The next round of funding for the Hazelnut Renewal program is now available, helping B.C. hazelnut growers replace trees and establish new orchards with disease-resistant varieties.
“We are now in third year of this successful program and it has been very popular with hazelnut growers looking to replace their orchards with eastern blight resistant varieties,” said Lana Popham, Minister of Agriculture. “Our goal from the beginning was to offer a program that provides accessibility and flexibility for farmers, and the results are encouraging.”
In the first two years of the Hazelnut Renewal program, 18,444 new trees were planted over 34 hectares (94 acres). At the same time, 4,795 infected trees were removed over 17 hectares (42 acres). In B.C., commercial production of hazelnuts is centred in the eastern Fraser Valley, mainly around Chilliwack and Agassiz, though there are orchards in the southern Interior and on Vancouver Island.
In 2018, the B.C. government provided the BC Hazelnut Growers Association with $300,000 over three years to help growers expand hazelnut acreage in B.C. by replacing dead and diseased orchards with new, eastern filbert blight resistant trees. The program is accepting new applications until Sept. 15, 2020, for fall planting and removal.
“The Hazelnut Renewal program has supported the renewal of our industry as we continue to work towards sustainability,” said Neal teBrink, president, BC Hazelnut Growers Association. “From the Fraser Valley to the Okanagan and on Vancouver Island and the Gulf Islands, we are continuing to plant new, healthy hazelnut trees and are excited for the future.”
Ned Bell, an executive chef, said: “When I create and build my dishes with B.C. hazelnuts, I know that it represents the end of a valued and valuable farm-to-table journey that begins in the orchard with the hard work of our local growers. B.C. hazelnuts are an incredible product, and I love showcasing locally grown, fished and harvested food in my recipes.”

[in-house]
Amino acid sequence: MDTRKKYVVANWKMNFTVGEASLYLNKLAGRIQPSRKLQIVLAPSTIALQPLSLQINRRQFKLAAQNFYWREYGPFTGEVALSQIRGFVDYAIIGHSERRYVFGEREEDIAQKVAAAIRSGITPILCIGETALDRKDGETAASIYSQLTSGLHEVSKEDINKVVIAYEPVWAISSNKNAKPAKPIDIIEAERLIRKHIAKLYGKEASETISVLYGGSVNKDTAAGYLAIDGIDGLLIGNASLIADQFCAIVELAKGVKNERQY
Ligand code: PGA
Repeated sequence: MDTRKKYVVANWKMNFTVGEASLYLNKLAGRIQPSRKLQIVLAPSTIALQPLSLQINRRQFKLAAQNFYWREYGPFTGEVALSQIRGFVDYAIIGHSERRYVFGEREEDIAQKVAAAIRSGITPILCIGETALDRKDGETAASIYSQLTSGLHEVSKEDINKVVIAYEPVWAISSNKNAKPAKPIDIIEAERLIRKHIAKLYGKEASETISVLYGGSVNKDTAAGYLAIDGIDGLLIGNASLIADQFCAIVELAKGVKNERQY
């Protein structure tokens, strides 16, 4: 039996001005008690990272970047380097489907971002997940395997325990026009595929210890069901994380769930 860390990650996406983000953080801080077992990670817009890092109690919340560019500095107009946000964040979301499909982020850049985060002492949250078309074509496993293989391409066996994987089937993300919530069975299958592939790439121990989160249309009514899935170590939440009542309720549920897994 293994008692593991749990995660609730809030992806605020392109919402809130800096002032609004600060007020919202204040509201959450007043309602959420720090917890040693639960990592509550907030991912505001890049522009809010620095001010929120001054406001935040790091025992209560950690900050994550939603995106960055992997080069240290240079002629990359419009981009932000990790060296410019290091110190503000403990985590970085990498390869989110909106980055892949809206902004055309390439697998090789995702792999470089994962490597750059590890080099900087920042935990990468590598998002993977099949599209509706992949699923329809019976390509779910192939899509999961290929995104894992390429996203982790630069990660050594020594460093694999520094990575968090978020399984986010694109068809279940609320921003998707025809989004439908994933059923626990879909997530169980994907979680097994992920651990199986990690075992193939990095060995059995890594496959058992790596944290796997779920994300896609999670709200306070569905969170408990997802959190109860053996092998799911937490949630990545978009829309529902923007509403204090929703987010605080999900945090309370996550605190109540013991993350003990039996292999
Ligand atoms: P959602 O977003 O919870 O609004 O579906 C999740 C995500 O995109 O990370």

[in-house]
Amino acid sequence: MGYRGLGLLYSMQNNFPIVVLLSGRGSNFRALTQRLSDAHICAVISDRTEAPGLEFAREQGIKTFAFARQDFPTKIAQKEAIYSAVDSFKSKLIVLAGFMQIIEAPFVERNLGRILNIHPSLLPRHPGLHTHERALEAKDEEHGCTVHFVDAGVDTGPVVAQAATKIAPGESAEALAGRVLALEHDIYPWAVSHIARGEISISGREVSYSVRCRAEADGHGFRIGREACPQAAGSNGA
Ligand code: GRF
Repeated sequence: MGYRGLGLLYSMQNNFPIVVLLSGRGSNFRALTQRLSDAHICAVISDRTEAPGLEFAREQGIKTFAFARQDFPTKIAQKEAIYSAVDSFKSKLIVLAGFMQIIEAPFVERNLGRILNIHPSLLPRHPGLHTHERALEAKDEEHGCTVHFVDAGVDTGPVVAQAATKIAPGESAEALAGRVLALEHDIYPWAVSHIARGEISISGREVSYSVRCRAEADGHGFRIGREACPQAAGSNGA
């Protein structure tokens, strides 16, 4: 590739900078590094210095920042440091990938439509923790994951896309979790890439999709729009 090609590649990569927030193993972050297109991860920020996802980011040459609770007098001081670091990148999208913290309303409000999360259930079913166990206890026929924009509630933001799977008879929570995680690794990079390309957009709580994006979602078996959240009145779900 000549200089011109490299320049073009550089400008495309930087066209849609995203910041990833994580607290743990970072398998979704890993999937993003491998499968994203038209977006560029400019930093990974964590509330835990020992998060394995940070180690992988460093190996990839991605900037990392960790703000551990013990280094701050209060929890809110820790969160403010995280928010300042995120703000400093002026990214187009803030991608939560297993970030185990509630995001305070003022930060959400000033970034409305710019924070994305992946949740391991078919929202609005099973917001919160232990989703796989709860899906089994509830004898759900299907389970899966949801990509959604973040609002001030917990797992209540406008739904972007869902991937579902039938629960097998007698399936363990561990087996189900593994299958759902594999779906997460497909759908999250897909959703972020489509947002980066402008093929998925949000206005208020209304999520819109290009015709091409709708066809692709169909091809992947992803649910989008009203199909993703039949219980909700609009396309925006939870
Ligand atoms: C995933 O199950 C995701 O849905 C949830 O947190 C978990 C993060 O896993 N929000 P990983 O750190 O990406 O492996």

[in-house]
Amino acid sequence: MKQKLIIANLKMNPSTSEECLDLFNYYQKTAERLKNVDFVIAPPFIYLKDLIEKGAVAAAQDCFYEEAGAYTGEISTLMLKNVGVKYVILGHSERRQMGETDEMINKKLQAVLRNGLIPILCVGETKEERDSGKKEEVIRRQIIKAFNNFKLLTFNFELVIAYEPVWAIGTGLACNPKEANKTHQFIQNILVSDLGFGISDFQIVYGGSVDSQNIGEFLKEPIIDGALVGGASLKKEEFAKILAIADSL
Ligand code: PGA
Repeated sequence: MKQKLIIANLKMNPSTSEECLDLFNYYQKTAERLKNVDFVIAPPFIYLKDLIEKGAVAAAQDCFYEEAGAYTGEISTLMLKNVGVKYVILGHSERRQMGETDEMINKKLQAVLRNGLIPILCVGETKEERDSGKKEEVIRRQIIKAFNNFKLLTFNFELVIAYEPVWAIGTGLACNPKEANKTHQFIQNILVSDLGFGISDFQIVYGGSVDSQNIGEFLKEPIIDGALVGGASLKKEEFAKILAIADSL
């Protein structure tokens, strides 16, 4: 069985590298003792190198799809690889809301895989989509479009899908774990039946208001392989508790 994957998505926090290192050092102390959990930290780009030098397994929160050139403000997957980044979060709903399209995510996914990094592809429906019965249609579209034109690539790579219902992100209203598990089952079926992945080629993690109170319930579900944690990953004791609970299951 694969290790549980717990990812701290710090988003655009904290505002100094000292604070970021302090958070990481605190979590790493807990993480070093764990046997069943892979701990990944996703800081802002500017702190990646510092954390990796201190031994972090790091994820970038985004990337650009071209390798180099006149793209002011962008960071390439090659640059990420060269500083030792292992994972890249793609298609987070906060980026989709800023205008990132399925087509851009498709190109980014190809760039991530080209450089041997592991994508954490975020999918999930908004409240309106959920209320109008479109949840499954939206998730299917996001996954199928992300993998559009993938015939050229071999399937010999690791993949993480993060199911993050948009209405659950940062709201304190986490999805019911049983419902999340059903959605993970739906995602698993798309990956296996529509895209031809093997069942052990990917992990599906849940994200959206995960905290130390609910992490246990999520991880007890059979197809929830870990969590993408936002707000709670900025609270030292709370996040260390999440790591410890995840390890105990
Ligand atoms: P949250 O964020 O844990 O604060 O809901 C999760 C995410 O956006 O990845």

Hazelnuts are a species of tree in the Corylus family and are often referred to as filberts. There are several native species in North America but the European hazelnut is the primary species grown commercially.
- The B.C. hazelnut industry is comprised of approximately 40 growers with about 141 hectares (350 acres).
- The Hazelnut Renewal program allows a maximum eligible acreage planting of four hectares (10 acres) for double (maximum 269 trees/acre) or single density planning, and eight hectares (20 acres) exclusively for single density planting (maximum 132 trees/acre) per farm operation.
- The hazelnut is a small brown oval nut that varies in size depending on the variety.
- Hazelnuts grow in clusters of one to six nuts, each covered by a shell and a husk that encases the nut. When the nut is ripe, the husk of some species and varieties releases the nut, while in others the husk must be picked and mechanically separated from the nuts.
- The kernel of the nut is edible and used raw or roasted, and as an ingredient in many commercial, baked and culinary products.
For more information about the Hazelnut Renewal Program, visit: https://www2.gov.bc.ca/gov/content/industry/agriculture-seafood/programs/hazelnut-renewal-program